Angel Island: Gateway to Gold Mountain

by Russell Freedman

In 1970, the discovery of the thousands of poems etched in Chinese on the walls of... read more

In 1970, the discovery of the thousands of poems etched in Chinese on the walls of an abandoned building on Angel Island in San Francisco Bay changed the island's future. The park ranger who found the poems understood their significance and soon there was a concerted effort among Asian Americans to preserve the Angel Island Immigration Station as a historical landmark. This is the framing story for Russell Freedman's account of Angel Island as the first stopping point for thousands of people entering the United States on the west coast. Freedman focuses primarily on Chinese and, to a lesser extent, Japanese immigration, but also looks at other Asian immigrants as well as European immigrants such as Jews during World War II fleeing Europe via China. The shameful history of restrictive immigration laws against the Chinese is given close treatment in a work that incorporates some of the poems carved by Chinese immigrants awaiting word of their fate. Black-and-white photographs, source notes, and a selected bibliography are included. (Age 12 and older)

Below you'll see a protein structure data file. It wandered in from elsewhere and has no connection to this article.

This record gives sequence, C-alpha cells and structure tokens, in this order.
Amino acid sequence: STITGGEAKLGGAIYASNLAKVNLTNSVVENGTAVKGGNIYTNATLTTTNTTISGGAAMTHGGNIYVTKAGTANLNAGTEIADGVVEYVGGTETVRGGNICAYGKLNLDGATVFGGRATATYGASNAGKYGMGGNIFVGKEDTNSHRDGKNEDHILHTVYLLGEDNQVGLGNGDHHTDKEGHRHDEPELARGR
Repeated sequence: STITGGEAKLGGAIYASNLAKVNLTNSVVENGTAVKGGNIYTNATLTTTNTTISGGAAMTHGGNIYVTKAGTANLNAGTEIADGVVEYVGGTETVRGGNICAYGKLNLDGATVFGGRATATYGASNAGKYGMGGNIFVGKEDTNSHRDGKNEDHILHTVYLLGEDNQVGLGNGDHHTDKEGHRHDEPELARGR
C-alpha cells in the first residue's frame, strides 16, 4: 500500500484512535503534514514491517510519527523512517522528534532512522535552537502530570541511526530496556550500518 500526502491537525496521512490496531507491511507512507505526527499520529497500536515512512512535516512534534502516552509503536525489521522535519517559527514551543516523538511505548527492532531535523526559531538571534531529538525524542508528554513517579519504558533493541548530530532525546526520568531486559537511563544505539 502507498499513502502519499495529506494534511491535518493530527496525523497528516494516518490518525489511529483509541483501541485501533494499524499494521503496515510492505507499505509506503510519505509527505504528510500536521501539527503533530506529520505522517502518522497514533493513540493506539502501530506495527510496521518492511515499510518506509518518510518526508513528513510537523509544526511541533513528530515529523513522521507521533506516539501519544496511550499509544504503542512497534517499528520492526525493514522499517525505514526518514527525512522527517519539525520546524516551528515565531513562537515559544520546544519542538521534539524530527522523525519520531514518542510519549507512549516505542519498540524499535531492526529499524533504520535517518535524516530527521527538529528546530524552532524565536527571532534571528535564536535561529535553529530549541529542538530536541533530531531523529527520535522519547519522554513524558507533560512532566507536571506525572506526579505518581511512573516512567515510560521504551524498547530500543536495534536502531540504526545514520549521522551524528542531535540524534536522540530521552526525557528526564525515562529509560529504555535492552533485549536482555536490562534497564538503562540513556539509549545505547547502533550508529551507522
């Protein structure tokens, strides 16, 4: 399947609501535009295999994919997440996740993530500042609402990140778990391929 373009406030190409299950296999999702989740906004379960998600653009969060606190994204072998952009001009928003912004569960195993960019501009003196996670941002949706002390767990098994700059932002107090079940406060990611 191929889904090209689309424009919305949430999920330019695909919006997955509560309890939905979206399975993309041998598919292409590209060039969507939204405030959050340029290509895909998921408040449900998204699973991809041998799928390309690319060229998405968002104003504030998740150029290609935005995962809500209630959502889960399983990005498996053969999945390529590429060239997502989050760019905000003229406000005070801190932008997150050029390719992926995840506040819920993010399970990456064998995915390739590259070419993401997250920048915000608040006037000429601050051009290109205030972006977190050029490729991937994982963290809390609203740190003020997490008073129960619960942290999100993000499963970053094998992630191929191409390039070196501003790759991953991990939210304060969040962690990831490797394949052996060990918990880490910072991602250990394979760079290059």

© Cooperative Children's Book Center, Univ. of Wisconsin - Madison, 2014

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